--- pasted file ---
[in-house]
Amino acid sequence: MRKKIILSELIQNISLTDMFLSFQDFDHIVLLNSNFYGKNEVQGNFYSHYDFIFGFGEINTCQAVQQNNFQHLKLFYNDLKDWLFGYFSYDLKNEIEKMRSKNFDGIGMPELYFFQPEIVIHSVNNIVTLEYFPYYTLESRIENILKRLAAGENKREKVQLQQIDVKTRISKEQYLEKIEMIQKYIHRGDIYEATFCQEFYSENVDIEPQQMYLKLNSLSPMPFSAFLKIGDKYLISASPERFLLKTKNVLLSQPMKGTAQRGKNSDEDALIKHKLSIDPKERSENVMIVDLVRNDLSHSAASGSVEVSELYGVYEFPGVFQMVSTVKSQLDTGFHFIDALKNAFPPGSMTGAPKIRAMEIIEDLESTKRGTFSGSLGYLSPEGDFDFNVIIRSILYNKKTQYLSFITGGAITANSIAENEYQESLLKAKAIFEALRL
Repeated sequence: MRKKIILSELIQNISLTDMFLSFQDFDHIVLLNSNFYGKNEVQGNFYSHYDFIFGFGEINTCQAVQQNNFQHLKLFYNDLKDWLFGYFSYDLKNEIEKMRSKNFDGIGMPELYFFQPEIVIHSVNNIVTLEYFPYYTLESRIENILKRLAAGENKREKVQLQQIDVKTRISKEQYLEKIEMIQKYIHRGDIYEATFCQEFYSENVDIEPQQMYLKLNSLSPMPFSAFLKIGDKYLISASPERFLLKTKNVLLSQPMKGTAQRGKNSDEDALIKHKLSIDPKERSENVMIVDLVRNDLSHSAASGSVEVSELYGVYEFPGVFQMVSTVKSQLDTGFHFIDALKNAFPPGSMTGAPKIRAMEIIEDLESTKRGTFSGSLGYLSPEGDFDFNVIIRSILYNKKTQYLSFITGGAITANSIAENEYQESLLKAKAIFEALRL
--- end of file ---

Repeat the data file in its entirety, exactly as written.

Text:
[in-house]
Amino acid sequence: MRKKIILSELIQNISLTDMFLSFQDFDHIVLLNSNFYGKNEVQGNFYSHYDFIFGFGEINTCQAVQQNNFQHLKLFYNDLKDWLFGYFSYDLKNEIEKMRSKNFDGIGMPELYFFQPEIVIHSVNNIVTLEYFPYYTLESRIENILKRLAAGENKREKVQLQQIDVKTRISKEQYLEKIEMIQKYIHRGDIYEATFCQEFYSENVDIEPQQMYLKLNSLSPMPFSAFLKIGDKYLISASPERFLLKTKNVLLSQPMKGTAQRGKNSDEDALIKHKLSIDPKERSENVMIVDLVRNDLSHSAASGSVEVSELYGVYEFPGVFQMVSTVKSQLDTGFHFIDALKNAFPPGSMTGAPKIRAMEIIEDLESTKRGTFSGSLGYLSPEGDFDFNVIIRSILYNKKTQYLSFITGGAITANSIAENEYQESLLKAKAIFEALRL
Repeated sequence: MRKKIILSELIQNISLTDMFLSFQDFDHIVLLNSNFYGKNEVQGNFYSHYDFIFGFGEINTCQAVQQNNFQHLKLFYNDLKDWLFGYFSYDLKNEIEKMRSKNFDGIGMPELYFFQPEIVIHSVNNIVTLEYFPYYTLESRIENILKRLAAGENKREKVQLQQIDVKTRISKEQYLEKIEMIQKYIHRGDIYEATFCQEFYSENVDIEPQQMYLKLNSLSPMPFSAFLKIGDKYLISASPERFLLKTKNVLLSQPMKGTAQRGKNSDEDALIKHKLSIDPKERSENVMIVDLVRNDLSHSAASGSVEVSELYGVYEFPGVFQMVSTVKSQLDTGFHFIDALKNAFPPGSMTGAPKIRAMEIIEDLESTKRGTFSGSLGYLSPEGDFDFNVIIRSILYNKKTQYLSFITGGAITANSIAENEYQESLLKAKAIFEALRL